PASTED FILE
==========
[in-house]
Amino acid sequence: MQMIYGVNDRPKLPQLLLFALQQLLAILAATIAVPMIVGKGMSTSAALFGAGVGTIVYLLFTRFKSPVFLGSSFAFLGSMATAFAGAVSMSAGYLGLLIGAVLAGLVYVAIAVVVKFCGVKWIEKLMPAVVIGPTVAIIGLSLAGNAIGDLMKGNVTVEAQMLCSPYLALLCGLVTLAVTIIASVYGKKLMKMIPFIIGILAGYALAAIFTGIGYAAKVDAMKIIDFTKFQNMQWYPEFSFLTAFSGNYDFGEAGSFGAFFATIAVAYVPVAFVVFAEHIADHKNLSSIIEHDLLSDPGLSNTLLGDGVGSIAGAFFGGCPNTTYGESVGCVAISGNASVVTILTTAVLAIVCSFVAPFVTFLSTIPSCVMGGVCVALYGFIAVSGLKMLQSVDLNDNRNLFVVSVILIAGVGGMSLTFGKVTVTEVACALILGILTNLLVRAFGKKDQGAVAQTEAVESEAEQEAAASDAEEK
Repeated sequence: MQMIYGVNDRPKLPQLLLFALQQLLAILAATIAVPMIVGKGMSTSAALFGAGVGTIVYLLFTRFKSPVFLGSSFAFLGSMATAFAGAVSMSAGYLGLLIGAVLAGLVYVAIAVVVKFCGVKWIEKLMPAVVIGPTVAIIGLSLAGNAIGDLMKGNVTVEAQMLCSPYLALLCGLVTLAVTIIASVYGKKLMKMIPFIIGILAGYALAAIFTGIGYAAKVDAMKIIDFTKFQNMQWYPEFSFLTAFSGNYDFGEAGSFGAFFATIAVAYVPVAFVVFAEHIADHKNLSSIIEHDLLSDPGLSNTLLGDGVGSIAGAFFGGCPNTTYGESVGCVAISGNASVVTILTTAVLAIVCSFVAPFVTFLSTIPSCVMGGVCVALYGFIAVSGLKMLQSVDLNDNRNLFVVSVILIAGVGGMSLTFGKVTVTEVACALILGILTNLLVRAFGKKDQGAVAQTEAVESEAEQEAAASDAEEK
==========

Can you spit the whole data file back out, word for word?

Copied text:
[in-house]
Amino acid sequence: MQMIYGVNDRPKLPQLLLFALQQLLAILAATIAVPMIVGKGMSTSAALFGAGVGTIVYLLFTRFKSPVFLGSSFAFLGSMATAFAGAVSMSAGYLGLLIGAVLAGLVYVAIAVVVKFCGVKWIEKLMPAVVIGPTVAIIGLSLAGNAIGDLMKGNVTVEAQMLCSPYLALLCGLVTLAVTIIASVYGKKLMKMIPFIIGILAGYALAAIFTGIGYAAKVDAMKIIDFTKFQNMQWYPEFSFLTAFSGNYDFGEAGSFGAFFATIAVAYVPVAFVVFAEHIADHKNLSSIIEHDLLSDPGLSNTLLGDGVGSIAGAFFGGCPNTTYGESVGCVAISGNASVVTILTTAVLAIVCSFVAPFVTFLSTIPSCVMGGVCVALYGFIAVSGLKMLQSVDLNDNRNLFVVSVILIAGVGGMSLTFGKVTVTEVACALILGILTNLLVRAFGKKDQGAVAQTEAVESEAEQEAAASDAEEK
Repeated sequence: MQMIYGVNDRPKLPQLLLFALQQLLAILAATIAVPMIVGKGMSTSAALFGAGVGTIVYLLFTRFKSPVFLGSSFAFLGSMATAFAGAVSMSAGYLGLLIGAVLAGLVYVAIAVVVKFCGVKWIEKLMPAVVIGPTVAIIGLSLAGNAIGDLMKGNVTVEAQMLCSPYLALLCGLVTLAVTIIASVYGKKLMKMIPFIIGILAGYALAAIFTGIGYAAKVDAMKIIDFTKFQNMQWYPEFSFLTAFSGNYDFGEAGSFGAFFATIAVAYVPVAFVVFAEHIADHKNLSSIIEHDLLSDPGLSNTLLGDGVGSIAGAFFGGCPNTTYGESVGCVAISGNASVVTILTTAVLAIVCSFVAPFVTFLSTIPSCVMGGVCVALYGFIAVSGLKMLQSVDLNDNRNLFVVSVILIAGVGGMSLTFGKVTVTEVACALILGILTNLLVRAFGKKDQGAVAQTEAVESEAEQEAAASDAEEK